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City attorney notifies city of his departure next month

In a letter addressed the Selma Mayor Darrio Melton and the members of the Selma City Council, Selma City Attorney Woodruff Jones – a partner in the local Gamble, Gamble, Calame and Jones law firm – stated that he would be resigning from his position with the city effective Jan. 19.

Jones was appointed earlier this year and his proposed salary, more than $97,000 in Melton’s draft budget, was nearly $30,000 more per year than his predecessor, current Dallas County Probate Judge Jimmy Nunn.

In the letter to the mayor and council, Jones stated that the current workload designated for a city attorney is so much that a full-time attorney needs to be hired.

Jones has not been handling the duties alone – firm colleagues Harry Gamble and Graham Moseley, who recently appeared before the council in Jones’ stead, have helped carry the load – but Moseley is set to depart from the law firm in February, leaving one less attorney to handle to carry the load of a city already deep in litigation.

Jones noted in his letter that city has two means by which it can appoint a full-time city attorney – an attorney can either be appointed by the mayor or hired via an agreement with the council.

Despite his planned departure, Jones stated that he and his law firm would be available to work with whoever the city hires to take on the role.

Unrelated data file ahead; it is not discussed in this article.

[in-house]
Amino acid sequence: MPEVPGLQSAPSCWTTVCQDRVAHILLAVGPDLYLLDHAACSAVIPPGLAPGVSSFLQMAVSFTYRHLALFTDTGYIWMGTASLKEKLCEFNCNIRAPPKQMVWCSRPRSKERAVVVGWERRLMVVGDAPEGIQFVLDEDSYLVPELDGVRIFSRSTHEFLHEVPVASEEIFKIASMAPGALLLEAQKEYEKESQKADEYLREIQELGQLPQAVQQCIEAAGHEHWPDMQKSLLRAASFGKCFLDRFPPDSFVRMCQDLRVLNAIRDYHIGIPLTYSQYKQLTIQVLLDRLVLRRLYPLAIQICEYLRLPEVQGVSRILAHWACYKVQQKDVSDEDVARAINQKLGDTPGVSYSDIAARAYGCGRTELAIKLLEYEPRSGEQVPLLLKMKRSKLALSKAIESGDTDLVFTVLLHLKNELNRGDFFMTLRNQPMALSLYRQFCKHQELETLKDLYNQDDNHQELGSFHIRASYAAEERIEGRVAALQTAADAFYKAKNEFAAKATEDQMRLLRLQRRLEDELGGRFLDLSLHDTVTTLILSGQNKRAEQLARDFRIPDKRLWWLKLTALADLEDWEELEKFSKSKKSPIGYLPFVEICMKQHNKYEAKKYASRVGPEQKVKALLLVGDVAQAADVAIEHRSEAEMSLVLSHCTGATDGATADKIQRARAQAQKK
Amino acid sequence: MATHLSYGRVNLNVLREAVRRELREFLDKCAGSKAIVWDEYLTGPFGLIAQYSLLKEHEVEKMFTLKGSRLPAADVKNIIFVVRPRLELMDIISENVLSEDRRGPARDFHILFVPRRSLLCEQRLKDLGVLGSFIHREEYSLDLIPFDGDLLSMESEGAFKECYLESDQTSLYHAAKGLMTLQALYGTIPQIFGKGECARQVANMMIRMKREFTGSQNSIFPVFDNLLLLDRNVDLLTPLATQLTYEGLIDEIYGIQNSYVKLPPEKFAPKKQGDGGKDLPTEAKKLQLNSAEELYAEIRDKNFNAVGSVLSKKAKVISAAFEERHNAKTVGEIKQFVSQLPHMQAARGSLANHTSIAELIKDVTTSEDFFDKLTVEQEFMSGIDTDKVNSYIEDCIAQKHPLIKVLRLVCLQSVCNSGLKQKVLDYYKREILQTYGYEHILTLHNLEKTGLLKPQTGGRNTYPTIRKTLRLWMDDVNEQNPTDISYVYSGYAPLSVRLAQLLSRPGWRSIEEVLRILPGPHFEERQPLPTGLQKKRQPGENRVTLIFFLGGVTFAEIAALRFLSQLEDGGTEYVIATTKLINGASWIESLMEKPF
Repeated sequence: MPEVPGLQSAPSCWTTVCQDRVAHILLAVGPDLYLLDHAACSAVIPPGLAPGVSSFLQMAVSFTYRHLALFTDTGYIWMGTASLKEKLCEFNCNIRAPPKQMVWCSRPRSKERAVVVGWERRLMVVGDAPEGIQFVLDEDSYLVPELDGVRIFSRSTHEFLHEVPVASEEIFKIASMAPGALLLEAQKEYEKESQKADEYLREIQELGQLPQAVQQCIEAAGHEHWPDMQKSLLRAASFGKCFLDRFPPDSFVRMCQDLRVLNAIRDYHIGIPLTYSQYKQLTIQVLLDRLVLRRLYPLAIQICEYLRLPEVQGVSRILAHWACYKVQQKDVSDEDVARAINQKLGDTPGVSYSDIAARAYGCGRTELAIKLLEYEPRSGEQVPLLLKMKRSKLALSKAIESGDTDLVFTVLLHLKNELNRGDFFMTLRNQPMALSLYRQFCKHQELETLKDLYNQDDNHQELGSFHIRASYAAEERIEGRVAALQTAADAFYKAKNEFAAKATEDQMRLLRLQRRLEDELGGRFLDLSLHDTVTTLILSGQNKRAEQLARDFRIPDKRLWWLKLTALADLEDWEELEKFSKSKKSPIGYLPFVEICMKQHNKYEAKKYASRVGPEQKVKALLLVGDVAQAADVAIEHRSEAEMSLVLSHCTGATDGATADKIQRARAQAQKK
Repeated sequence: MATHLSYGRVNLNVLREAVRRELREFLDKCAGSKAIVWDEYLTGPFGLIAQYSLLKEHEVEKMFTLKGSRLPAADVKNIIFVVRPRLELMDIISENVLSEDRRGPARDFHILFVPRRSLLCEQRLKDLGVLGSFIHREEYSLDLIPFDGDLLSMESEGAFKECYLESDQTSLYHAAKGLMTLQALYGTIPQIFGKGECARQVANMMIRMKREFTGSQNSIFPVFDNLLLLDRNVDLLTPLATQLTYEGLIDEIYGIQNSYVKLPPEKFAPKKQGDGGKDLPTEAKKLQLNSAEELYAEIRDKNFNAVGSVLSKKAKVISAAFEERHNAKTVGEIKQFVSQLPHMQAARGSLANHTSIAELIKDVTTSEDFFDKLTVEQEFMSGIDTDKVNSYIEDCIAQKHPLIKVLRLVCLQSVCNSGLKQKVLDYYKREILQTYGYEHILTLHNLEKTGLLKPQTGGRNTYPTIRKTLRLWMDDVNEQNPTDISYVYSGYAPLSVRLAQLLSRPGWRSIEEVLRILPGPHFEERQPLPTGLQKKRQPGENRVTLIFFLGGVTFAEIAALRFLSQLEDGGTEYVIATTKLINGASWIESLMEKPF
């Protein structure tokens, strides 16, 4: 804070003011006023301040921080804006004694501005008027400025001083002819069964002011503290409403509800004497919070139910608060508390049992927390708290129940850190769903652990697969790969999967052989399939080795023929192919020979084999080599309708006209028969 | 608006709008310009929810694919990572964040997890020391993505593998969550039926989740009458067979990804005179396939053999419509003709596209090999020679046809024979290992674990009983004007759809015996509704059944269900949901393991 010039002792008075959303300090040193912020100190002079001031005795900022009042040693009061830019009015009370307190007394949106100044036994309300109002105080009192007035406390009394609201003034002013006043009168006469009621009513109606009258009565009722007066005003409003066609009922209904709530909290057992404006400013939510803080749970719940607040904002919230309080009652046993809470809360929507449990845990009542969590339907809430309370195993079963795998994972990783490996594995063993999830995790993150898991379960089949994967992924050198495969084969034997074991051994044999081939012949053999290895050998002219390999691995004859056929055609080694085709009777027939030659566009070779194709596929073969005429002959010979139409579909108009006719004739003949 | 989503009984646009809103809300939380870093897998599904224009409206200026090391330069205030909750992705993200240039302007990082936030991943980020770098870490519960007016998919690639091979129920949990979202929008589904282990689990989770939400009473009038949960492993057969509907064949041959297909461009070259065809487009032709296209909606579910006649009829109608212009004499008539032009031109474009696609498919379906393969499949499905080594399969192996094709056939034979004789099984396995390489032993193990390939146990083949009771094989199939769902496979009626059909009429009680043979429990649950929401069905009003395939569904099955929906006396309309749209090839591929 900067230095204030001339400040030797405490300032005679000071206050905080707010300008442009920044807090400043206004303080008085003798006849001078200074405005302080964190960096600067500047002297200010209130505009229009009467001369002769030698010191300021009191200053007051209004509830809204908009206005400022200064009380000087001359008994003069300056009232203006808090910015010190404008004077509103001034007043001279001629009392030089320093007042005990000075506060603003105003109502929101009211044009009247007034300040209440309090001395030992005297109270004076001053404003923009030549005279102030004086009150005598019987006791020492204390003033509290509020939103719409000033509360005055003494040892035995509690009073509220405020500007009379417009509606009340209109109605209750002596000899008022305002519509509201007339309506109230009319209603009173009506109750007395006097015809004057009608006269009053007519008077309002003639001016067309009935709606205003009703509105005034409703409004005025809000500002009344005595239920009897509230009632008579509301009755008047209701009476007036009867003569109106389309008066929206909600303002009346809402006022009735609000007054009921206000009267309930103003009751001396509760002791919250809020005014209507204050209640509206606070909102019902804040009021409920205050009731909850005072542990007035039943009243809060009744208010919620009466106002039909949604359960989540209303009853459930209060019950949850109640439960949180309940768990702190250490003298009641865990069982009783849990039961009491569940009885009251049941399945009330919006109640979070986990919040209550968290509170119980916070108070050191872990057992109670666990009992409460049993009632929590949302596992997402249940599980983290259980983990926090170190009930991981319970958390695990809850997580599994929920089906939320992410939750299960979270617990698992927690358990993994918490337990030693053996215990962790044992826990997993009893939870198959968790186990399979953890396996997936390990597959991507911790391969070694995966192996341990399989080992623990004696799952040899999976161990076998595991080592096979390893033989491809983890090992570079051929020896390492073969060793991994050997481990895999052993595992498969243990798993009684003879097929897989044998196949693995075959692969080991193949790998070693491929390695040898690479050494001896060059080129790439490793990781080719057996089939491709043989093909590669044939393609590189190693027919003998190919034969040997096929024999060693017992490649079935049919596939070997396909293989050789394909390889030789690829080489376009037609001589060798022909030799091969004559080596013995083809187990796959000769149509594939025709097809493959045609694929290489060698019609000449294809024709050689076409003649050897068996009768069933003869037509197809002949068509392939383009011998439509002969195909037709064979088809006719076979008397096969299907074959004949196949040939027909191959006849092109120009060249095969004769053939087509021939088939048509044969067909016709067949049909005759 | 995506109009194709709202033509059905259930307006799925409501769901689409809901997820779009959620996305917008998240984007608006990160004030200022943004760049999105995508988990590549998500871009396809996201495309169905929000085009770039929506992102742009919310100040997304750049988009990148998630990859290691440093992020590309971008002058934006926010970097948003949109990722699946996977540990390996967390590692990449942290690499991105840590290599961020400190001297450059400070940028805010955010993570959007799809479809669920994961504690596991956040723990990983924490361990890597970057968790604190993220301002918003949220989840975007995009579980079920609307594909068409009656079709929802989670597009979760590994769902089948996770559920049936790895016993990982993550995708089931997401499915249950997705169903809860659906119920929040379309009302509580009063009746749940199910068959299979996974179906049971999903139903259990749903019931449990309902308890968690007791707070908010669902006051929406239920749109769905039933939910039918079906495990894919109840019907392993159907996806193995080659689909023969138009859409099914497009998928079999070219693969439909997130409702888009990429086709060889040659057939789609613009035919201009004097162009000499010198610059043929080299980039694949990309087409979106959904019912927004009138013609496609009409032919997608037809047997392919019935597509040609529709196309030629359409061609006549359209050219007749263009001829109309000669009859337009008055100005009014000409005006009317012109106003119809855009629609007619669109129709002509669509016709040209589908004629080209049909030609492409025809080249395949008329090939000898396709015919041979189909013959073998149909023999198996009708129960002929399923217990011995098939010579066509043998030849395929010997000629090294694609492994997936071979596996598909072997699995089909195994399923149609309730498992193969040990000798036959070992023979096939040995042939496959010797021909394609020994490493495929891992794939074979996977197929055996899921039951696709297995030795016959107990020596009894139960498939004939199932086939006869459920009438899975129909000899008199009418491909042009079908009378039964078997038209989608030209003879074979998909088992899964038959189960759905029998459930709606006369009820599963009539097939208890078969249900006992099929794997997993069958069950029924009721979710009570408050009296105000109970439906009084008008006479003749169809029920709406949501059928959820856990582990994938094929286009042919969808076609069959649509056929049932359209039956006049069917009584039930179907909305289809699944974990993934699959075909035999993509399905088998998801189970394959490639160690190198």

“We will be available to help whoever the mayor or council hires with a smooth transition,” Jones’ letter said. “There also may be some specific legal matters that we may need to stay involved in and we will be happy to do that if that is the council’s wish.”

Jones’ letter concluded by thanking the mayor and the council for the opportunity to represent the city.

“We love our city and do not take the opportunity the council and mayor provided for us granted,” Jones’ letter stated. “We are especially grateful for the relationships we have built.”

For his part, Selma City Council President Corey Bowie understands Jones’ decision.

“It is cumbersome sometimes when you work for a law firm and then you have to provide services for a municipality with our level of requests,” Bowie said.

While Bowie is currently unsure how or when a new attorney might be hired, or even who that attorney might be, he noted that the city needs to act fast to fill the upcoming vacancy.

“That’s something that we definitely need,” Bowie said.

Over the past several days, Bowie has been discussing the issue with local attorneys – most noted the difficult position that any attorney would find themselves in if they took the city post.

“Nobody wants to come into a combative environment and what’s what the situation is,” Bowie said. “I don’t know what we’re going to do, but it’s something we definitely need to go on and address as soon as possible.”